Tuesday, December 30, 2014

Mr Turner: more grist to the mill

A brush with Mr Turner - Why can't films about artists get the painting right? [An article by Andrew Wilton, chairman of The Turner Trust]

I read The Guardian a lot. I also read a lot of other online 'papers'. I stumbled upon this essay this morning. It is worth reflection. Prior to this film, I knew very little about J.M.W. Turner, the man. Nor about Turner, the artist. Now, I need to get a glossy book of his works and see if detail was his thing, or whether he just splattered and spluttered the paint across the canvas as Mike Leigh's film led me to believe.

Last year, or the year before, I was asked if I "believed in climate change". Bit like being asked about God, or if one is a "progressive" or a "conservative". My response to the climate-change challenge (for that is what it was, not simply an innocent query), was that I put my trust in those who work in that field. I have no personal knowledge, but if 99% of the world's scientists with some qualification in a relevant discipline believe that the climate is changing, and that man's impact is causing that change, then that is worth taking seriously.

It is the same with this film, which is an interpretation of a man's life, but presented in a matter which has a massive impact. The film leads me to believe that Turner was a beast who painted like a beast. Now, I have to reassess. The author of this article would appear to have experience and knowledge to backup his claims as to Turner's technique.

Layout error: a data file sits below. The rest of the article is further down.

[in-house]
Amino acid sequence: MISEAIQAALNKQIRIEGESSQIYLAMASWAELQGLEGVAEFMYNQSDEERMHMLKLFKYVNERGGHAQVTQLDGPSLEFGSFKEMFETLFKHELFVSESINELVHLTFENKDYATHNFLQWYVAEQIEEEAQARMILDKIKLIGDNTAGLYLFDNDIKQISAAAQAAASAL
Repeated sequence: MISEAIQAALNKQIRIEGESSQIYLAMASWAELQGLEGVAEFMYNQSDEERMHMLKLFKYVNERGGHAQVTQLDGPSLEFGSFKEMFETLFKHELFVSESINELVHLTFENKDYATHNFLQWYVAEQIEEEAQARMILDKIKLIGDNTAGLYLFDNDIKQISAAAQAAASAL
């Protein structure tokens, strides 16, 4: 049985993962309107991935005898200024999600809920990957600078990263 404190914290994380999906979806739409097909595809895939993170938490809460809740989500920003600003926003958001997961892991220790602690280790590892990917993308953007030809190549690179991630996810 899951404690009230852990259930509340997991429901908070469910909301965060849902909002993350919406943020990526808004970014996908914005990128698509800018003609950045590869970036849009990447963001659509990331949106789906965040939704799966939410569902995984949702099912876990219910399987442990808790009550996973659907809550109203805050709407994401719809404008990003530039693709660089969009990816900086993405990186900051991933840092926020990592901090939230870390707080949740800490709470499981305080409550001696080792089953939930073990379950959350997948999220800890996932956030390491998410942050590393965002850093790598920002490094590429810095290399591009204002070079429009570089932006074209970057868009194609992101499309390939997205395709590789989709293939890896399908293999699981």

If Mike Leigh and his team got this wrong, what else did they get wrong? Perhaps Turner was not a beast at all ...


Joan Elizabeth said...

I love Turners paintings - if you enjoy impressionist paintings then you too will enjoy his work. If the movie shows them as splatters then it is just plain wrong.

There are lots of them in the Tate Gallery in London it took about 3 trips to London for me to get there ... it was closed for renos or whatever the previous times.

I have been a little worried about going to this movie because you have warned me that it depicts him as a beast and I think his paintings are sublime so it may spoil my experiences of his wonderful art.

Re climate change I am a little uncomfortable that too many of the scientists are in agreement ... it is their job to be sceptical and explore and it they seem to be starting from a point of "its real" because there is funding in that approach ... and scientists are always looking for funding. It would take a brave scientist to run against the tide.

Reminds me a bit of the Year2000 crisis in the IT industry. Remember all the world's computers were going shut down. Every IT company and consultant (me included) was on the gravy train doing the mitigation work, selling extra equipment to facilitate the testing etc. Russia did next to nothing and they had no crisis. These things have a way of spreading like flu.